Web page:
John Clark's machinations render Brandy Station to a very clean distillation. The album is crisp and clear, breathy yet warm. All rhythms align like cogs in a timepiece. The album is nicely balanced, with rounded bass and warm middle, and crisp highs and sizzly percussion. Clark is an artful engineer; his mixology is smooth and his production is modern. Few engineers achieve the tautness of a Clarkified bass line and drum kit.

Check the numerical scores: Brandy Station opens well, then fades. I held out hope that a 16 song album would finish strong, but it's obvious that the Bostonians should have left the later tracks on the digital cutting room floor. Brandy Station probably should have opened with Unwritten, a plucky take on all the takes that have come before it. The soloist's timing is immaculate, yet she manages to cram expression into the unclaimed spaces. Her energy is engaging and she sings each chorus differently — and better — than the last. The background is a variety of sonic textures: tightly wound vp with crisp tongue rolls, grindy bass, a scoopy alto on "ahhh". The bridge opens and grooves nicely, though it builds half as much as it should.

The Warrior is an ‘80s-style pop song and its female soloist gets it. She smears out her dipthongs just right ("civiliiized", "break owwwt"). She fills out the chorus nicely, thanks to many layers of her solo track. The song is fun, but I wanted more intensity from her in the choruses. Pushing harder on just a few of those extra solo tracks would have made the difference.

Soldier's Daughter opens with an alto country fiddle "down down" and responding bass "hummm". The trick belongs to either John Clark or the Bostonians, and I first fell in love with it on the group's Clark-mixed You Dance. The effect is instantly soothing, placing the listener in a mood to do absolutely nothing at all but listen, listen, listen and relish. The male tenor soloist, the best male on the album, sings with a clear voice and excellent phrasing. He soars and makes it sound easy.

Time, Fallen, Let Go, and Chariot offer nothing new from soloists or arrangers. Soloists evoke the original artists but don't surpass them. The percussion of Let Go puts the "machine" in drum machine. It's remarkably faithful to a synth drum sound, and I'd argue that, except for some uncomfortably close-talking "yah heys" in the bridge, the vp is this song's soloist.

Don't Leave Me This Way and I Will Love Again are the album's femme-fueled dance tunes. You'll hear that The Bostonians love singing Don't Leave Me This Way. A whole group "ahhHHH!" launches the mezzo soloist up an octave and into each chorus, which she sets ablaze. Her girlfriends highlight the chorus with unison lyrics at the end of phrases. The guys take a supporting role, filling out the lower background and laying down a tight dance bass/vp floor. An alto leads I Will Love Again, and her top notes sound tenuous. She falls off some top notes too quickly; she's not comfortable up there, and it shows in her phrasing and tone. But the background is behind her all the way, so to speak, and the song drives nicely with tight bass and drum integration and active arranging.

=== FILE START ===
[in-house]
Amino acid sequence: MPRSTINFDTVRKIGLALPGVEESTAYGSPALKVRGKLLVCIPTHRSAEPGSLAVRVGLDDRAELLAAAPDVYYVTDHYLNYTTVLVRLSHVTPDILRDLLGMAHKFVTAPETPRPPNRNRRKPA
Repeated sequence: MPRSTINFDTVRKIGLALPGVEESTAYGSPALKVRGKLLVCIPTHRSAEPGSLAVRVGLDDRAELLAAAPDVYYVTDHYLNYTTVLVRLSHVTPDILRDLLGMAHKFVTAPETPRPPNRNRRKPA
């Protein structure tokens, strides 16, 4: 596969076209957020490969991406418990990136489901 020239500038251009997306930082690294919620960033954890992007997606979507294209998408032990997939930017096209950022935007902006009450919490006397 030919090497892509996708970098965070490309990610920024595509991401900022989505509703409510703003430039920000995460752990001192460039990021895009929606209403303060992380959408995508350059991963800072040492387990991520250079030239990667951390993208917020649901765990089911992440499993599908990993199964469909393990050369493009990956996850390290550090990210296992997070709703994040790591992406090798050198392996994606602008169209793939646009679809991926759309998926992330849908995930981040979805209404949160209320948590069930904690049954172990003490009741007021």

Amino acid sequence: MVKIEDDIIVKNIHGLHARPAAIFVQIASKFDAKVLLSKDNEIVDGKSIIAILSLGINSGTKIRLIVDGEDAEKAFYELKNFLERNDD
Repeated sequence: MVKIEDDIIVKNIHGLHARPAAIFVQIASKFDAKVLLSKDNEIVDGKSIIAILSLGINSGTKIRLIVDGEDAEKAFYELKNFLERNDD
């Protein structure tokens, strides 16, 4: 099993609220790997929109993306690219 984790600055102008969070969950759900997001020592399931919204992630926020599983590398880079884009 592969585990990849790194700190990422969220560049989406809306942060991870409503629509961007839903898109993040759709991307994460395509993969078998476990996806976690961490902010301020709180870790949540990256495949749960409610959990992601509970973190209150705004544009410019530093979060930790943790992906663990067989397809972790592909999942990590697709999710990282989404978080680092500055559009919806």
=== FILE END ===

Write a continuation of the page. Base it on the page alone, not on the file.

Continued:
Stay (Wasting Time) is the best a cappella version I've heard, in part because the group nails the stuttery time signature and horn dissonances. The basses sing in a super low, guttural way; few males are this endowed. The drum kit feels sparse and controlled to my memory of this song, but the sounds are clean. The ladies get the "soul sister" act just right. The trumpet descants and horn stings are spirited. The song earns a "5" for its dynamism and salesmanship.

The album's soloists are good but not great. The women are more charming than the men, though they share the common trait of today's a cappella soloists: good voices, good style, shaky technique. The women, especially the altos, undersupport their higher ranges and the guys are less agile than their solos demand. Producers and would-be soloists will have you believe anyone can sing melisma, yet a drawn-in turn sounds as fake as intonation did when its use first became widespread. Fake female melisma (The Warrior) sounds worse than fake male-isma. An up close and personal miking strategy goes miles in helping out all the album's soloists; every singer's voice feels more intimate from a millimeter's distance.

Brandy Station is an album of the times, with little new material, few original ideas, and a mass of highly processed music that you can listen to if you want to, though you've heard it all before. An outsider to a cappella would find this album fascinating and fun. Insiders will enjoy the earlier tracks, but mostly it will sound all too familiar.